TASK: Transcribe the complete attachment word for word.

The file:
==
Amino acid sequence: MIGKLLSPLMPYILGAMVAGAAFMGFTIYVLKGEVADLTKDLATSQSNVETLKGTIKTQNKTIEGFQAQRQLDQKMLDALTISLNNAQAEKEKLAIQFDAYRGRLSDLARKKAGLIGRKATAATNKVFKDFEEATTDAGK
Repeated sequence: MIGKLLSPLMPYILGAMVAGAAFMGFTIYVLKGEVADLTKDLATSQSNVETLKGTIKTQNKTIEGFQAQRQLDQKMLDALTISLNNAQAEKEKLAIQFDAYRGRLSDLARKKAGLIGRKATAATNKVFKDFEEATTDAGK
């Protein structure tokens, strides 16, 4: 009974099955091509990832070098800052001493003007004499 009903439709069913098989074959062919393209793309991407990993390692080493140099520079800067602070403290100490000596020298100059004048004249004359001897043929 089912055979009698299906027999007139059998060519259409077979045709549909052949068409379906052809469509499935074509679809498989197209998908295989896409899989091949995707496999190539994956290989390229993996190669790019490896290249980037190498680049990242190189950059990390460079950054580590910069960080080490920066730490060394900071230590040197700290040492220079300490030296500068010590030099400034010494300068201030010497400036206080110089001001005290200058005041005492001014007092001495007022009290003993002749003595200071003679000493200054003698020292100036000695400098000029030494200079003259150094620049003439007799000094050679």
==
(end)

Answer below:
Amino acid sequence: MIGKLLSPLMPYILGAMVAGAAFMGFTIYVLKGEVADLTKDLATSQSNVETLKGTIKTQNKTIEGFQAQRQLDQKMLDALTISLNNAQAEKEKLAIQFDAYRGRLSDLARKKAGLIGRKATAATNKVFKDFEEATTDAGK
Repeated sequence: MIGKLLSPLMPYILGAMVAGAAFMGFTIYVLKGEVADLTKDLATSQSNVETLKGTIKTQNKTIEGFQAQRQLDQKMLDALTISLNNAQAEKEKLAIQFDAYRGRLSDLARKKAGLIGRKATAATNKVFKDFEEATTDAGK
């Protein structure tokens, strides 16, 4: 009974099955091509990832070098800052001493003007004499 009903439709069913098989074959062919393209793309991407990993390692080493140099520079800067602070403290100490000596020298100059004048004249004359001897043929 089912055979009698299906027999007139059998060519259409077979045709549909052949068409379906052809469509499935074509679809498989197209998908295989896409899989091949995707496999190539994956290989390229993996190669790019490896290249980037190498680049990242190189950059990390460079950054580590910069960080080490920066730490060394900071230590040197700290040492220079300490030296500068010590030099400034010494300068201030010497400036206080110089001001005290200058005041005492001014007092001495007022009290003993002749003595200071003679000493200054003698020292100036000695400098000029030494200079003259150094620049003439007799000094050679």